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The Advanced Persistent Threat Files: APT1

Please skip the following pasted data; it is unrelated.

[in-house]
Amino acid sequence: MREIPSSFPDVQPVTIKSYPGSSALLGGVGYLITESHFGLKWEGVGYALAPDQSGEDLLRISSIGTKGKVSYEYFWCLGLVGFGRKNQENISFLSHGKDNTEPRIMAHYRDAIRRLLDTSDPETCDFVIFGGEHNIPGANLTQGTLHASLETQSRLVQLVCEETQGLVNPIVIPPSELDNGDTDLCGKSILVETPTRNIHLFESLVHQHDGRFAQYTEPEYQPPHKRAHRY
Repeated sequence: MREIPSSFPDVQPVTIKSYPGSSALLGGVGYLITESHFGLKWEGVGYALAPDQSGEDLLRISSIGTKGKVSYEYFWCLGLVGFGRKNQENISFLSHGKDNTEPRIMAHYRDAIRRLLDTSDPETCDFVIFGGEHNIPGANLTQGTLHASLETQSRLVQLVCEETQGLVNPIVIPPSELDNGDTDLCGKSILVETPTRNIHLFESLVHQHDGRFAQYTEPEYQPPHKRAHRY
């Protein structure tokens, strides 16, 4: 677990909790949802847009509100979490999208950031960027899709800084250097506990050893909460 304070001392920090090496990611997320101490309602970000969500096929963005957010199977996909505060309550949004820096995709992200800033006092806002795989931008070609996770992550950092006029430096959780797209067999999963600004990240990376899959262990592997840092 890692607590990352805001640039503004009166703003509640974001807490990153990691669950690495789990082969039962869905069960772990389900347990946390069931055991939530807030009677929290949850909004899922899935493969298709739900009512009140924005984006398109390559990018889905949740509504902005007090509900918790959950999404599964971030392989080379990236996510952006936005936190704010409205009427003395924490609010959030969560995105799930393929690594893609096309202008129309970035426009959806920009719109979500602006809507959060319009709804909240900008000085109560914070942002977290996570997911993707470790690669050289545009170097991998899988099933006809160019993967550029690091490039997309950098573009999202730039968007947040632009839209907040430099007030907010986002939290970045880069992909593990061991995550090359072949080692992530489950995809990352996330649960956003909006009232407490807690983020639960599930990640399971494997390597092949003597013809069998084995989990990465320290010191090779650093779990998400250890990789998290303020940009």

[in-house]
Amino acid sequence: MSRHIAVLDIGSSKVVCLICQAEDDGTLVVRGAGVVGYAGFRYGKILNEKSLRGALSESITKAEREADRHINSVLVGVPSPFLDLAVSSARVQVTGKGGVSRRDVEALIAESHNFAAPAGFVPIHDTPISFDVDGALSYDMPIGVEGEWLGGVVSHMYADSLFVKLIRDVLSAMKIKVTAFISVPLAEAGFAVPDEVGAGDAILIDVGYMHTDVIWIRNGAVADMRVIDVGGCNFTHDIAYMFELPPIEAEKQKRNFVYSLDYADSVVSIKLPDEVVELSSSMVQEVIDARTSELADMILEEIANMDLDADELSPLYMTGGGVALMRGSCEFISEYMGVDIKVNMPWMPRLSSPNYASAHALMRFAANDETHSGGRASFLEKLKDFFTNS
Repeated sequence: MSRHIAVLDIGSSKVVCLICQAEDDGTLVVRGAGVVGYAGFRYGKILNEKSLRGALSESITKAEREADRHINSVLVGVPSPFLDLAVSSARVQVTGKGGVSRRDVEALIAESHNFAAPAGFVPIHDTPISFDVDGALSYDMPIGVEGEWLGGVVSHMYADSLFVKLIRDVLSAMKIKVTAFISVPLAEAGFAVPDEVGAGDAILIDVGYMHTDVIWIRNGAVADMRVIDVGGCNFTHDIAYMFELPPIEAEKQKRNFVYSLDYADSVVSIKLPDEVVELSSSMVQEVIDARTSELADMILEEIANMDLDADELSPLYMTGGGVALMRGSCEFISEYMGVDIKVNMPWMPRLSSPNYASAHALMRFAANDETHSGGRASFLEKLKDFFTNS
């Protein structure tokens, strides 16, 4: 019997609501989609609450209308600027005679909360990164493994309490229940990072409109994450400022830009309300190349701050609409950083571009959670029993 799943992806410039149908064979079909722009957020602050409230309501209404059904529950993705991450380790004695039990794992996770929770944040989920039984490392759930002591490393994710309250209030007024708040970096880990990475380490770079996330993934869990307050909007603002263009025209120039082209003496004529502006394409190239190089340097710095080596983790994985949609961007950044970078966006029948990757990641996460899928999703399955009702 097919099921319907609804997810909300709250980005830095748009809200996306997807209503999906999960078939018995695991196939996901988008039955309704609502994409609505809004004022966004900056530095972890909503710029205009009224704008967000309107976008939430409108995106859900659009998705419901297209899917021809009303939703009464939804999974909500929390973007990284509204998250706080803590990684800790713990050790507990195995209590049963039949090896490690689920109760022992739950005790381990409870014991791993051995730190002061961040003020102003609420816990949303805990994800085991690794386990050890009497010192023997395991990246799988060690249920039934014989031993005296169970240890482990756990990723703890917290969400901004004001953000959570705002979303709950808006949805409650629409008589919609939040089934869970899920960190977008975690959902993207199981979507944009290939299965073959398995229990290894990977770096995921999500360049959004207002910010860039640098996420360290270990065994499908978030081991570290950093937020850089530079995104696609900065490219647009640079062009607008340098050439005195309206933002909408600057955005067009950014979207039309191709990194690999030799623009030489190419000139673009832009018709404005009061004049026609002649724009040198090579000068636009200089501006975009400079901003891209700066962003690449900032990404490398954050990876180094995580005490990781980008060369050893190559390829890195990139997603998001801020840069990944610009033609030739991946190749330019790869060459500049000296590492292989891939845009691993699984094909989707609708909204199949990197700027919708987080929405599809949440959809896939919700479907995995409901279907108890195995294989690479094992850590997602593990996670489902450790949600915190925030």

We’ve heard a lot about Advanced Persistent Threats (APTs) over the past few years. As a refresher, APTs are prolonged, aimed attacks on specific targets with the intention to compromise their systems and gain information from or about that target. While the targets may be anyone or anything—a person, business, or other organization—APTs are often associated with government or military operations, as they tend to be the organizations with the resources necessary to conduct such an attack. Starting with Mandiant’s APT1 report in 2013, there’s been a continuous stream of exposure of nation-state hacking at scale. Cybersecurity companies have gotten relatively good at observing and analyzing the tools and tactics of nation-state threat actors; they’re less good at placing these actions in context sufficient enough for defenders to make solid risk assessments. So we’re going to take a look at a few APT groups from a broader perspective and see how they fit into the larger threat landscape. Today, we’re looking at APT1. (Note: These groups have a panoply of different names, but for simplicity’s sake, we’re going to borrow Mandiant’s naming conventions for Chinese groups.).
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